Promoting the health of our Planet
Jonathan Gravestock & Howard Curnow
Recent news on energy
His second question partially answered his first; that the relationship is complicated by theer being many factors that govern global temperature, the most significant of which is perhaps variation in solar activity.
Also, comparisons over a few decades, such as he mentions, are like concluding that one person who smokes all their life without developing lung cancer proves smoking to be safe. More meaningful comparisons have been made by analysing gas trapped ini bubbles within ice sheets, which have shown correlation between CO2 levels of around 200ppm and ice ages, as opposed to 280 ppm during inter-glacial periods, over almost half a million years.
The answer to his second question is that while CO2 is not the sole cause driving global warming, it is the cause over which humanity has most control. Mr. Curnow is right in saying both that correlation is not causation and that some scientists dispute the link between global warming and CO2 levels. It is also true, however, that there is now more evidence that increased CO2 levels and global temperatures are linked than that smoking and lung cancer are.
I was studying pathology in the early 1970s when widespread warnings were first published in "Smoking and Health Now"; warnings thtat were challenged by the tobacco industry's scientists. Those warninigs included one that it takes 10 years after quitting smoking to return to your pre-smoking risk level.
Current estimates predict that if we fail to stop burning all the world's existing fossil fuel reserves, global temperatures will not return to existing levels for tens of thousands of years. With the benefit of hindsight over smoking, is that a risk worth taking or should we rather be promoting the health of our wonderful home and heritage?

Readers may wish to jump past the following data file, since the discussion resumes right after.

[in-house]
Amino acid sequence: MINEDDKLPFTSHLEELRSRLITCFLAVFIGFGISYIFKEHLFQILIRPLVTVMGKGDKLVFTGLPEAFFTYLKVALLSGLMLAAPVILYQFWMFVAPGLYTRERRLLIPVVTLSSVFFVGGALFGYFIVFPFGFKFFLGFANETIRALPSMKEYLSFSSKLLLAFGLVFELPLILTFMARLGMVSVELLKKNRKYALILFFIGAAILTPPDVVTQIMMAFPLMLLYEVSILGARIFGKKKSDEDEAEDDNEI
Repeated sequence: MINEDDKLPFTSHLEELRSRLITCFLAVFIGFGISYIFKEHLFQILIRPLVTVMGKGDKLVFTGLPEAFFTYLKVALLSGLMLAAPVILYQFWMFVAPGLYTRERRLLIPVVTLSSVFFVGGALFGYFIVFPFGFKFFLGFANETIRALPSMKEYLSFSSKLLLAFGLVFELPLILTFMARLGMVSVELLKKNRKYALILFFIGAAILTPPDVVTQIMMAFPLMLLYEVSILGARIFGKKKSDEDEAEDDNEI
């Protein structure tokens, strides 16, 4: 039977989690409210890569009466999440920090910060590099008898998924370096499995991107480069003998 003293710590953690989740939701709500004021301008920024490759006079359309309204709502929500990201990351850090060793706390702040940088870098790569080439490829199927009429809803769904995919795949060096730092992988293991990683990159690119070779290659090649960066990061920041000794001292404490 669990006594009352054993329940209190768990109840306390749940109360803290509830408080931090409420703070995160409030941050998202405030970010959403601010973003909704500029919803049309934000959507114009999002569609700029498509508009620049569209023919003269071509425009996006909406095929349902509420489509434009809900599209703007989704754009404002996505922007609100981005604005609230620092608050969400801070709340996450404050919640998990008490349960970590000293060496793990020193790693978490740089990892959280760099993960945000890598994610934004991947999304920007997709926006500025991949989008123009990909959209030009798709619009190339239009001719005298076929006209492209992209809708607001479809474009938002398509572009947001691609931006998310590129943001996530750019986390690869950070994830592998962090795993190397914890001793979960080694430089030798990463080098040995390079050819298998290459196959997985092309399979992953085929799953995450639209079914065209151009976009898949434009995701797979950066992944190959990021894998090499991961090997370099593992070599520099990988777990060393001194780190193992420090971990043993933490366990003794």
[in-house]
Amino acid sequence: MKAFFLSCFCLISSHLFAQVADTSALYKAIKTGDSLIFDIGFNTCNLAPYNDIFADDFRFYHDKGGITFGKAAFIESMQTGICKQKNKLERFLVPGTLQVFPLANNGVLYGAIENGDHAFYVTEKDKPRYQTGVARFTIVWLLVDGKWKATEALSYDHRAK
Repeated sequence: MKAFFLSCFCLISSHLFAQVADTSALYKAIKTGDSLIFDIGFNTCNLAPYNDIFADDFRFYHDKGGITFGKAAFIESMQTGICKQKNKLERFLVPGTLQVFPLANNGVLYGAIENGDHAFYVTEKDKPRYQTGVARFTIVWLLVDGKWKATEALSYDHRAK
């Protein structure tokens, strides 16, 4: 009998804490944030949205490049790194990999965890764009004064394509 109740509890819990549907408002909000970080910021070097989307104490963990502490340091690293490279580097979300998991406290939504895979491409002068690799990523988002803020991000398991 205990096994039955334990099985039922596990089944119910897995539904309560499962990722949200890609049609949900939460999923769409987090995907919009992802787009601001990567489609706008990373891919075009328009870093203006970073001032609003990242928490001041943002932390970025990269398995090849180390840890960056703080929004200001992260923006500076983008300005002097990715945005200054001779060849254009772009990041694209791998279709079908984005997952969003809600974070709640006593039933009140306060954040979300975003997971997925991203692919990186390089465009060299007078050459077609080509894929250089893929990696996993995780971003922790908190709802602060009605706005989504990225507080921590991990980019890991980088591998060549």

JG, East Sussex.
It seems somewhat strange to me that in his letter (11 Jan), Jonathan Gravestock criticises me for looking at temperature levels over "a few decades" (the whole of the 20th century) when the whole AGW theory grew originally from looking at less than three decades at the end of the last century, ignoring the earlier decades.
He also mentions "evidence that increased CO2 and global temperature are linked". My understanding is that ice core research, which he refers to, indicates that down the ages, temperature changes have preceded changes in CO2 levels - the opposite to what Al Gore claimed in his film "An Inconvenient Truth" a few years ago.
That slowly rising temperatures are being driven mainly by CO2 rises is an assumption built into most computer climate models used to predict future temperatures, and when past predictions are compared to actual present temperatures, they are all seen to over-estimate the expected rises. That fact should surely lead to questioning whether the models have exaggerated the extent to which CO2 levels are responsible for rising temperatures.
I have been re-reading Justin Thacker's article (Recorder, 14 Dec). I can understand where he is coming from and his very real concerns for the poor, but part of his article appalled me: he wrote "...climate change increases the risk of heat waves - and as well as killing people directly, these lead to an increased risk of forest fires, increasing the severity of floods and droughts, lead to crop failures and malnutritiion and increase the spread of mosquito-borne diseases such as malaria". What proof does he have for these assertions? Does the evidence from the last one-and-a-half centuries of a changing climate support them?
It is easy to claim "climate change" will cause more extreme weather events, but the evidence for this is somewhat lacking, as is any explanation as to why an increase in average world temperatures of just one or two degrees should be expected to have such disastrous consequences.
Carbon dioxide is not, as some seem to think, a pollutant - it is necessary for life on this planet; and one of the consequences of more carbon dioxide in the atmosphere is a greening of parts of the planet.
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